A man leaves an Ontario cemetery in May 2020. A new report claims the number of Canadians who died of COVID-19 could be twice as high as reported.

COVID 19 deaths could be twice as high as reported

By Moira Wyton, The Tyee, Local Journalism Initiative Reporter

The number of Canadians who died of COVID-19 could be twice as high as reported, according to a new preliminary report.

6,000 unattributed COVID 19 deaths

At least 6,000 COVID deaths  in the community before last November likely weren’t attributed to the  virus, meaning about two-thirds of deaths outside long-term care and  hospital settings were missed, the peer-reviewed report estimates.

And if unattributed COVID-19 deaths  continued at the same pace since November, Canada’s pandemic death toll  could be closer to 52,000 people, double the 26,000 plus deaths recorded  so far.

The peer-reviewed report from the Royal  Society of Canada indicates that Canada fared much worse in the pandemic  than previously thought, even before the disastrous second and third  waves set in.

Poor cause-of-death data  and limited access to testing for isolated seniors and their caregivers  and low-income and racialized communities likely meant many deaths were  not recognized or recorded as COVID-19, particularly in the early days  of the pandemic, the report said.

Was BC’s death rate extraordinary?

And while British Columbia  touted its successful handling of the pandemic, with a per-capita death  rate that was 15 per cent lower than the national average during the  first wave, the new report estimates that nearly four times as many  people over 45 died of COVID-19 before December than previously  reported.

That means that while B.C. had reported 435 deaths before November, the death toll could have been over 1,700.

B.C. has officially recorded 1,749 deaths  due to COVID-19, an outcome Premier John Horgan called “extraordinary”  on Tuesday in light of higher mortality rates in other Canadian  jurisdictions.

But infectious diseases expert and report  co-author Dr. Tara Moriarty told The Tyee the province’s actual per  capita mortality rate is likely closer to the Canadian average.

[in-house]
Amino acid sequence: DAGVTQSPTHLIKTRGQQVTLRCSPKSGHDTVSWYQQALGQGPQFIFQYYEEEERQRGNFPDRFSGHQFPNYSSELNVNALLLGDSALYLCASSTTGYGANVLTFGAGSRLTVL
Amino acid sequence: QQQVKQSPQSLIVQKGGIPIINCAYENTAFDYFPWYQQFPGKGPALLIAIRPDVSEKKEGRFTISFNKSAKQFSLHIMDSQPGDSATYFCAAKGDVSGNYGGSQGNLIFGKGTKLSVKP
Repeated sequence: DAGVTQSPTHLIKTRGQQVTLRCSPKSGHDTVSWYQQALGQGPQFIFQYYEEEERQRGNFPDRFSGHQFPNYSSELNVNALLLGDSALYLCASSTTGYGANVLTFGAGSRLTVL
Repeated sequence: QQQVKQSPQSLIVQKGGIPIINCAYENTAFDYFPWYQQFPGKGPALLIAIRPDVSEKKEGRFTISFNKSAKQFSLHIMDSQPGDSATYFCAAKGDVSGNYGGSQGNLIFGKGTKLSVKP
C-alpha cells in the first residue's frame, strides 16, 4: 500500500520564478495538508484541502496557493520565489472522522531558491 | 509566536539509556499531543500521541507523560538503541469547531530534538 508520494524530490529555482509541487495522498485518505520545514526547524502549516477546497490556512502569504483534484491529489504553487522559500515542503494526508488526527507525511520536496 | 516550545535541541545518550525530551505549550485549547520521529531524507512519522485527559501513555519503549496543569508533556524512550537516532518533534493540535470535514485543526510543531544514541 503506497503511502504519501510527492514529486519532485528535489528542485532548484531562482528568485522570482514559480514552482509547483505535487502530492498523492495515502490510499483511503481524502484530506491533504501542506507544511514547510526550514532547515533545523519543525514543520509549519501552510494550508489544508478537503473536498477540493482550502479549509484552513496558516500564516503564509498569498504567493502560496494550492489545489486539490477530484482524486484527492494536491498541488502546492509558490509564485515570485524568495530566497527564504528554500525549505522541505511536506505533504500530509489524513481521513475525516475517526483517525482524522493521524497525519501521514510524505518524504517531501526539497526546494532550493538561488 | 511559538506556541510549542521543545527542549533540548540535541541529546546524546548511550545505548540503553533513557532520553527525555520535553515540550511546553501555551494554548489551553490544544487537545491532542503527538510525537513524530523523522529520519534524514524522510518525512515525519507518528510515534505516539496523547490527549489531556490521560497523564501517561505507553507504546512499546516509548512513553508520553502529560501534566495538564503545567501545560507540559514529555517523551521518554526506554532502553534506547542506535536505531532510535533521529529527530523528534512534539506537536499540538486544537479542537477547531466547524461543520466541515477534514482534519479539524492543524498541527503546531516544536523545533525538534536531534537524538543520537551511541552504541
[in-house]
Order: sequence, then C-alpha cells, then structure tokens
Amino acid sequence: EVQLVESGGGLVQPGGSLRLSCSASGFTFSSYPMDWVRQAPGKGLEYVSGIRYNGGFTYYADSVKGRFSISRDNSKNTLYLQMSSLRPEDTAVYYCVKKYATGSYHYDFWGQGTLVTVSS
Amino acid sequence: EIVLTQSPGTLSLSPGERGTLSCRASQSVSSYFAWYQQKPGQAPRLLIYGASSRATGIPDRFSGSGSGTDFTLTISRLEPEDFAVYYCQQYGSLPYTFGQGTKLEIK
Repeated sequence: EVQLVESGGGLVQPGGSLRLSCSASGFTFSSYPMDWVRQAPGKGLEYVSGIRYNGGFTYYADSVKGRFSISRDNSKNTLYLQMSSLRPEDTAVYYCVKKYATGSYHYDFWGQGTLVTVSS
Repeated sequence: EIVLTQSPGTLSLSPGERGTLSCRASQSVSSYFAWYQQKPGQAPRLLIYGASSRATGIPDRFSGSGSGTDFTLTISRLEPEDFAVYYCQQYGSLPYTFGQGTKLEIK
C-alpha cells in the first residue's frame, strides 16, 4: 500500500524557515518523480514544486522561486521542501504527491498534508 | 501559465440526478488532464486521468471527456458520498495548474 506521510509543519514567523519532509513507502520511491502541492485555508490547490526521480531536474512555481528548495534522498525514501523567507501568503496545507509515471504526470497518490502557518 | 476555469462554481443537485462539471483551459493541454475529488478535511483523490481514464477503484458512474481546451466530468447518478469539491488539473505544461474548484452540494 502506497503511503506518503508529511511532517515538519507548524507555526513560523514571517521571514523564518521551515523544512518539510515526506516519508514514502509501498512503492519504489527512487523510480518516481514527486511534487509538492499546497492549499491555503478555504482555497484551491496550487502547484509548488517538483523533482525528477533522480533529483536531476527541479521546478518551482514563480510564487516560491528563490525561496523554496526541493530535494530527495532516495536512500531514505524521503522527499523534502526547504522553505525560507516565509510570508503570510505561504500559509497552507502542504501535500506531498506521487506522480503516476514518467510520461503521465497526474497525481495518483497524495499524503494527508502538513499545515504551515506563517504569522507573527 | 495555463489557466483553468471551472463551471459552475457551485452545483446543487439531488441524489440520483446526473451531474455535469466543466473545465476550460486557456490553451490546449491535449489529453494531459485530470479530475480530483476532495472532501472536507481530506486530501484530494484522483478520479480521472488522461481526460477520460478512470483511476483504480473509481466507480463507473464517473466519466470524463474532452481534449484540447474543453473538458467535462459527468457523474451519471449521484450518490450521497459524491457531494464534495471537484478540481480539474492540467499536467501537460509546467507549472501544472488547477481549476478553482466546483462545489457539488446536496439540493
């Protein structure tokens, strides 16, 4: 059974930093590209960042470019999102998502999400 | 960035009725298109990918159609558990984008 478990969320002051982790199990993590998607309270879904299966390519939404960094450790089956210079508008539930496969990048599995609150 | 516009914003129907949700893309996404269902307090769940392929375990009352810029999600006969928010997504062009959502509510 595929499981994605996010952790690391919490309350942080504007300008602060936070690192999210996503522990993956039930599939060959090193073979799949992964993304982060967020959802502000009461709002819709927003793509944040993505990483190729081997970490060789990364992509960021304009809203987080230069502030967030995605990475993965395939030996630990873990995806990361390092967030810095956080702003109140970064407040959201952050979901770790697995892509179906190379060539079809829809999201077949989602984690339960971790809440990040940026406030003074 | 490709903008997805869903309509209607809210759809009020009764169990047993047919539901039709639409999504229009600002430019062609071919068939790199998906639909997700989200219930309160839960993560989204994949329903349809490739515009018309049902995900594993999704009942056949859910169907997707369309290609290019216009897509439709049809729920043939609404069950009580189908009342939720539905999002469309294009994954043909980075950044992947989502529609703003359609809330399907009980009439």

“B.C. definitely did quite a bit worse than the perception,” said Moriarty. 

Bonnie Henry does not agree

When asked about the report, which also  found that data reporting issues in B.C. are “particularly acute,”  provincial health officer Dr. Bonnie Henry said it should be taken “with  a grain of salt.”

“I don’t agree with what that report has  come out with. I think there are variations, that they have made  assumptions between what happened in Ontario, for example, and what  happened here,” Henry said Tuesday. “Undoubtedly, there are some deaths  that we missed early on. It’s just a function of the testing capacity.”

In response to Henry’s comments, Moriarty  said data and trends from Ontario weren’t used to make assumptions about  what happened in B.C., and that limited up-to-date cause of death data  in the province makes it difficult to assess how many COVID-19 deaths  may have been misattributed to other causes.

What the report surveyed

The report surveyed excess death reports  from across Canada, trends in reported pandemic deaths, cremation data  to track increasing at-home death numbers and antibody surveillance  testing to estimate missed infections and deaths in the community.

It aimed to pinpoint the number of direct  COVID-19 deaths. It excluded deaths related to the surge in toxic drugs  and those caused by pandemic prevention measures that closed services by  using age-adjusted mortality data from the last several years.

The report’s estimate of thousands more  community deaths would mean that deaths in long-term care likely  accounted for 45 per cent of deaths, not 80 per cent as previously  thought, bringing Canada closer in line with other OECD countries.

Underreported deaths

Deaths in long-term care  are likely still underreported, but not nearly as much as deaths in the  community, where events and symptoms leading to death are not as closely  monitored, particularly for isolated seniors, said co-author and  geriatrician Dr. Janet McElhaney.

Many of the uncounted deaths were likely  adults over 45 living in dense, low-income and racialized  neighbourhoods, the report found, and they were likely obscured and  missed by poor death reporting practices, difficult access to testing  and atypical or hard to recognize COVID-19 symptoms. 

Limiting tests to health-care workers or  close contacts of known cases, as B.C. did in its early days, meant that  many deaths went uncounted in the pandemic’s toll, the report found.  Many people may have feared the exposure risk of going to get tested or  not recognized their symptoms as COVID-19 and died before being  diagnosed with the disease.

Canada’s per capita testing rate for COVID-19 is about 75 per cent less than other comparable countries.

Older people are also more likely to  present atypical or asymptomatic COVID-19. For example, a  community-based senior in their 80s may have had nausea and fatigue, not  recognized it as COVID-19, and not been tested before their death,  which makes it more likely to be classified as a natural death.